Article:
History of the Harp
The Pedal or Concert Harp
This is the large harp seen playing with orchestras, in formal recitals and in jazz ensembles. It has a system of seven foot-operated pedals which allows the harp to change keys or pitches rapidly. It is very impressive in both size and appearance and is capable of more volume than most stringed instruments. It is very expensive to own, cumbersome to move and difficult to play well. Today's concert pedal harps have 44 to 47 strings and encompass over six octaves.
The Lever or Folk Harp
This smaller, less imposing harp, is ideally suited for use in museums, boutiques, floral gardens and a variety of historical settings. It employs a system of hand-operated levers on the strings to change individual pitches; therefore, it is best suited for performing simple, diatonic music. Persons who play this harp are called "harpers" rather than "harpists." The range of a lever harp varies from 3-5 octaves, depending on the model and size.
Types of Harps Used by the PerformerThere are many different types of harps available today. Darhon Rees-Rohrbacher owns the following instruments,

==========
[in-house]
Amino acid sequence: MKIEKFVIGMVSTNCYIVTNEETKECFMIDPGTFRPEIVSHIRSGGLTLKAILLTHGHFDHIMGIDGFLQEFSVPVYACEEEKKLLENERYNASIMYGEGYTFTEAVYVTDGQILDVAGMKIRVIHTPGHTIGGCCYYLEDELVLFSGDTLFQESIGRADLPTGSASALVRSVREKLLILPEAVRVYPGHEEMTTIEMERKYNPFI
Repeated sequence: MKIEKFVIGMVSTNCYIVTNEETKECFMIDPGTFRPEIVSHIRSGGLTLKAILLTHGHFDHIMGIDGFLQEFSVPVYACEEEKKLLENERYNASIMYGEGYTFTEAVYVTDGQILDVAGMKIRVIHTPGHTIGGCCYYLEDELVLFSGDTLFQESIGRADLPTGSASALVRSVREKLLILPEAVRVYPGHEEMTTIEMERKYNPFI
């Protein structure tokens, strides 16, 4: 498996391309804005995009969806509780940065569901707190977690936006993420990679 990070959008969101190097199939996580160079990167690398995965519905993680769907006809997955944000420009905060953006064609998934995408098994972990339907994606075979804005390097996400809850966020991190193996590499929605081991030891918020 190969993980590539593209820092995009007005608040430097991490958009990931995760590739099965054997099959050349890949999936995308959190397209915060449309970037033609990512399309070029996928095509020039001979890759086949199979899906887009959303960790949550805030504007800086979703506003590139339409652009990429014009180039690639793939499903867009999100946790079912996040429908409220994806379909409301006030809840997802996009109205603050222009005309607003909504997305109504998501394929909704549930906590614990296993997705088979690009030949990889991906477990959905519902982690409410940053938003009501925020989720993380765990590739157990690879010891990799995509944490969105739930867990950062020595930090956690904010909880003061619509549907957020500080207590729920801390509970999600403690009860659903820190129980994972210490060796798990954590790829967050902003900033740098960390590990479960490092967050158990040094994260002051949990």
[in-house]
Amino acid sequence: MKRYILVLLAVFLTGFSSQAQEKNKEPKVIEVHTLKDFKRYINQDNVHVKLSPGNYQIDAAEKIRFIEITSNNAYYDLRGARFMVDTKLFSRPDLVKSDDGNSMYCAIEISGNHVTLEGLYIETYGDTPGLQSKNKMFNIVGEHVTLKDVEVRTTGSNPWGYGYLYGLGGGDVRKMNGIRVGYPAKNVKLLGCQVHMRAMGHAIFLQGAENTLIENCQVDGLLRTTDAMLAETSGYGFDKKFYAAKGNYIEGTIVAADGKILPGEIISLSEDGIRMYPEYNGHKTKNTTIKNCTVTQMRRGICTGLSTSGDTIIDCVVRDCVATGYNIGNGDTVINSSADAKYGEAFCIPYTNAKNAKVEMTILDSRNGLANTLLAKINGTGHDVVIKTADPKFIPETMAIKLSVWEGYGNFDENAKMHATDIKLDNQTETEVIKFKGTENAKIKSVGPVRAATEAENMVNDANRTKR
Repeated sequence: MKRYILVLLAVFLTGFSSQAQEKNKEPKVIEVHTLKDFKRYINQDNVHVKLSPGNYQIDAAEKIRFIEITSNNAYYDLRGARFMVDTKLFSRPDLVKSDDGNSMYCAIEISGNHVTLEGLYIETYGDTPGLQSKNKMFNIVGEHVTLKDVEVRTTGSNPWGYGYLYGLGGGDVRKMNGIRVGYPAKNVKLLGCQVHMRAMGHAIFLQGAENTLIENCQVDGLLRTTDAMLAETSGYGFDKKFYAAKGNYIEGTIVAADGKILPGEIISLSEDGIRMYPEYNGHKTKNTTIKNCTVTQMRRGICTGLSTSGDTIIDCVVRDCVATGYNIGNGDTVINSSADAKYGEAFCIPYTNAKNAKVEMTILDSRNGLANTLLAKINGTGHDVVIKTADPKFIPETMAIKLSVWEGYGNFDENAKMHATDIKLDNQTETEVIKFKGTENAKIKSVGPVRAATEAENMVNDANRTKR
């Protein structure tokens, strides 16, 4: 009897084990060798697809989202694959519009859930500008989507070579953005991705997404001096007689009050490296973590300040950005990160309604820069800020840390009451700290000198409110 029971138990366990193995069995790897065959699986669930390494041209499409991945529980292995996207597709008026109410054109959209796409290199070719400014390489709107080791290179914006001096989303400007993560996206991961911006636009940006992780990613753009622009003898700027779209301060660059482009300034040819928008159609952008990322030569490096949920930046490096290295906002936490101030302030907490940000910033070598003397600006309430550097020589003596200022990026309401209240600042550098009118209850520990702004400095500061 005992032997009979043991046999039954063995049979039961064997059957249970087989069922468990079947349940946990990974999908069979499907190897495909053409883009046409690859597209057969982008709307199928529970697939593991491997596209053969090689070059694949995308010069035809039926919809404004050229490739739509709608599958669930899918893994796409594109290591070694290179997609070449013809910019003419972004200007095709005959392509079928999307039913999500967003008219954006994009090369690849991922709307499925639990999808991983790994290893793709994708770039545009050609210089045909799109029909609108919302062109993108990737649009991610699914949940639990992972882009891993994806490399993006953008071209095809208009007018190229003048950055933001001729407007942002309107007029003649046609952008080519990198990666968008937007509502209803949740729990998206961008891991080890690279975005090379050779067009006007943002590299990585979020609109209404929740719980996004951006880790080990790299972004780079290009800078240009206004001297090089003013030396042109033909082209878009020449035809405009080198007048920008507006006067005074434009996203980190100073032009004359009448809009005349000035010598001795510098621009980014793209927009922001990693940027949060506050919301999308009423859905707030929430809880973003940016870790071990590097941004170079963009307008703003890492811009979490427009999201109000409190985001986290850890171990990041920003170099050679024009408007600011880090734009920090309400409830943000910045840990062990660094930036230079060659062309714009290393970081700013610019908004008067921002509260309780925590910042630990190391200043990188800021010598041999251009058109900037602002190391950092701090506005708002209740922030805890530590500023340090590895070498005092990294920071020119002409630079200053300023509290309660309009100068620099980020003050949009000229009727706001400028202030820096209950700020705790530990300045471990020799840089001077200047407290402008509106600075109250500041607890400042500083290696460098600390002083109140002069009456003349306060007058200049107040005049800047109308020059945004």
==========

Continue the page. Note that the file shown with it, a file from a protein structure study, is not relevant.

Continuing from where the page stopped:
and chooses the harp to suit the demands of the occasion:
(1) The two-tone harp (far left) is used for orchestra, recital work, cathedral weddings and large banquets where a striking visual appearance is desired and greater volume of sound. (Venus "Protege" model with extended soundboard)
(2) The natural maple harp (second from left) is used for most weddings and chapel functions where a traditional, elegant, and understated appearance is desired. (Venus custom "Protege" model with straight soundboard)
(3) The medium lever harp (far right) is used for outdoor weddings, garden events and Celtic ensembles where portability is desired, but some volume is needed. (Rick Rubarth "Merlin" model)